The Doctor's Companions
(The Book and Audio Companions)

Fitz Kreiner Compassion Anji Kapoor
Book - Interference Book One
Interference Book One
(Lawrence Miles)
 Name: Compassion (Formerly Laura Tobin).

 Format: Book.

 Time of Origin: 1996 (In a rather roundabout way).

 Appearances: Interference Book One - The Ancestor Cell

 Doctor: Eighth Doctor.

 Fellow Companions: The Brigadier, Sarah Jane Smith, 3rd Romana, Samantha Jones, and Fitz Kreiner.

Book - The Blue Angel
The Blue Angel
(Paul Magrs & Jeremy Hoad)
 History: From the beginning, Compassion was unique as a companion in that she was the only companion who would definitively have never travelled with The Doctor as she was before she met him; other companions had the potential to be more than what they were from before their meeting with The Doctor, but Compassion would never have travelled with The Doctor if it hadn’t been for the events.

 Compassion’s full history began as a woman from an Earth colony in the future called Laura Tobin, Tobin being captured and forcibly recruited by The Doctor’s time-manipulating foes Faction Paradox at about the same time as Fitz was, the two of them subsequently being trapped in the past as members of the Remote on Anathema. A future Earth colony completely dependent on media signals, the Remote are sterile due to the time-travel biodata they were programmed with, resulting in them ‘reproducing’ via a unique form of biomass which is shaped according to peoples’ memories of the deceased person, resulting in them gradually changing and shifting over time to literally become what others perceive them as rather than what they were originally. Compassion is a version of Laura - she came to be called ‘Compassion’ due to Tobin’s comments that compassion was her middle name, an ironic comment on her caustic personality - based on peoples’ memories of Laura, allowing her to adapt over the centuries it would take for Anathema to reach Earth, her people basing all of their decisions upon the signals they receive from local media via their implanted receivers, located behind their ears.

 Compassion, Kode and Guest - another member of the Remote - were sent to Earth by the Faction in 1996, attempting to interfere in Earth’s history to draw the Time Lord’s attention to gain access to a TARDIS to activate an artefact called the Cold - the Remote believed that it was one of the ‘spirits’ they worshipped but was really a Time Lord weapon -, they were met by the Eighth Doctor, subsequently using his companion Samantha Jones to provide them with a better understanding of Earth’s culture (Another agent of the Remote going on to capture Fitz so that he could go back and become Kode). Although the plan failed after The Doctor and Sam revealed the true nature of the Cold, the principles that Compassion and Kode gained from observing Sam’s thoughts after she was connected to the Remote left them with too much new information for them to fit into Anathmea. With nowhere else for them to go, The Doctor allowed them to travel with him, using the TARDIS’s knowledge of Fitz to ‘recreate’ Kode as a slight variation on the original Fitz, although he was unable to restore any degree of Laura to Compassion due to his lack of contact with the original. With Compassion now a companion, The Doctor resolved to help her explore and develop her humanity like he had aided other beings to accomplish in the past, doing what he could to encourage her to be more human.

Book - The Taking Of Planet 5
The Taking Of Planet 5
(Simon Bucher-Jones & Mark Clapham)
 Compassion's basic outlook on life could be best described as a sociopathic child; when she originally met Sam, she was unable to fully understand why Sam was angry at the sale of weapons that only killed only a few dozen people at any one time when cars killed thousands of people every year, feeling that the only difference was in scale without considering the moral implications of a weapon designed to kill and the comparatively small chance of death being the result of anyone going for a drive. Even with her new principles of sacrifice and resolve added to her personality - although she was originally unwilling to take action where her own life would be at risk -, she retained this partly simplistic attitude for some time after joining The Doctor, such as when she couldn't understand why Fitz and The Doctor didn't burn The Doctor's books to keep warm while they were in a cold hut in "The Blue Angel". She was also rather cynical on several occasions, often expressing doubt or disdain that The Doctor’s intervention in situations actually accomplished anything that couldn’t have been sorted out on its own (A fact that wasn’t helped when they spent time investigating a corrupt company on a distant colony when even The Doctor was uncertain if they’d made any positive impact on the situation in the end ("Frontier Worlds")), even if she still assisted The Doctor due to the strength of his world view providing her with an appealing signal to obey.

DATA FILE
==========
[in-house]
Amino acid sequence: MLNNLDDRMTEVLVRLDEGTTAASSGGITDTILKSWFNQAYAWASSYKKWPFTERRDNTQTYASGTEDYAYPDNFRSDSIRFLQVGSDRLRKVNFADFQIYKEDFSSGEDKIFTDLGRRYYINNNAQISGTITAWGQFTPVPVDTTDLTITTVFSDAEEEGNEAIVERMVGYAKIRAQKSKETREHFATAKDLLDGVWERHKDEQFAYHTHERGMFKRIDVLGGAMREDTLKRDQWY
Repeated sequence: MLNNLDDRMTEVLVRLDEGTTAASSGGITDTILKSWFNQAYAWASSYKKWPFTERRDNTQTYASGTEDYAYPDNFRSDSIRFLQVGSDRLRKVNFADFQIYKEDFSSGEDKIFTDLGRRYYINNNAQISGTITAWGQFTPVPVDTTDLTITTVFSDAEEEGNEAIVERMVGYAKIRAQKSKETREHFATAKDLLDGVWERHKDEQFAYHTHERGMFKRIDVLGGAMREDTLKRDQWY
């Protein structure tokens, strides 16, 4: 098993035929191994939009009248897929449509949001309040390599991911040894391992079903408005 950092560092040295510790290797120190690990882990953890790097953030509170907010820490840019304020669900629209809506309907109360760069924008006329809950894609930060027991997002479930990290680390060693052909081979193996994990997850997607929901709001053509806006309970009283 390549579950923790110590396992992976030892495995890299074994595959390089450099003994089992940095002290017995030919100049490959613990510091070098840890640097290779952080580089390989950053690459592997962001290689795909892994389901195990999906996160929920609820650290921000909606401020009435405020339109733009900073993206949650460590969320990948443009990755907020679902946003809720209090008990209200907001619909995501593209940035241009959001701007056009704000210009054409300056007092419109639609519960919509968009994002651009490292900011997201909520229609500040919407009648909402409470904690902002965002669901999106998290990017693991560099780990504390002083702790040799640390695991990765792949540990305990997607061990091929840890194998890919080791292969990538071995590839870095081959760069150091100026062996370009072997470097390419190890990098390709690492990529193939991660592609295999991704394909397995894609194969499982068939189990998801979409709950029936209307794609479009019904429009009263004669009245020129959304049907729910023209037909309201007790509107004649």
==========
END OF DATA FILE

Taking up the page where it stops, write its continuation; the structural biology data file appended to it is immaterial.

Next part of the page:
The Doctor eventually worked out what appeared to be an ideal solution to the problem of Compassion’s receiver, attaching a filter to the receiver that, due to its link with the TARDIS, would block out any random impulses that might affect Compassion’s behaviour in ways that would impact her own development (Although Iris Wildthyme, an old flame of The Doctor’s, attempted to remove the filter for reasons that weren’t explained at the time) ("The Blue Angel"). After this, Compassion’s personality ceased being influenced by random impulses from the world around her, although she was still capable of receiving - and sometimes even manipulating - media signals, as shown when she used her sensitivity to radio waves to turn the defences of a base against her enemies in "The Taking of Planet 5" or was able to hack into a damaged alien network in "Parallel 59". Her connection to the TARDIS also resulted in her beginning to absorb some aspects of The Doctor’s morality and personality due to his long connection to the TARDIS telepathic circuits, giving her a greater interest in the problems they encountered even if she still remained emotionally detached, finding the strength of The Doctor’s world-view easy to follow even if she was more willing to resort to violence than he would like.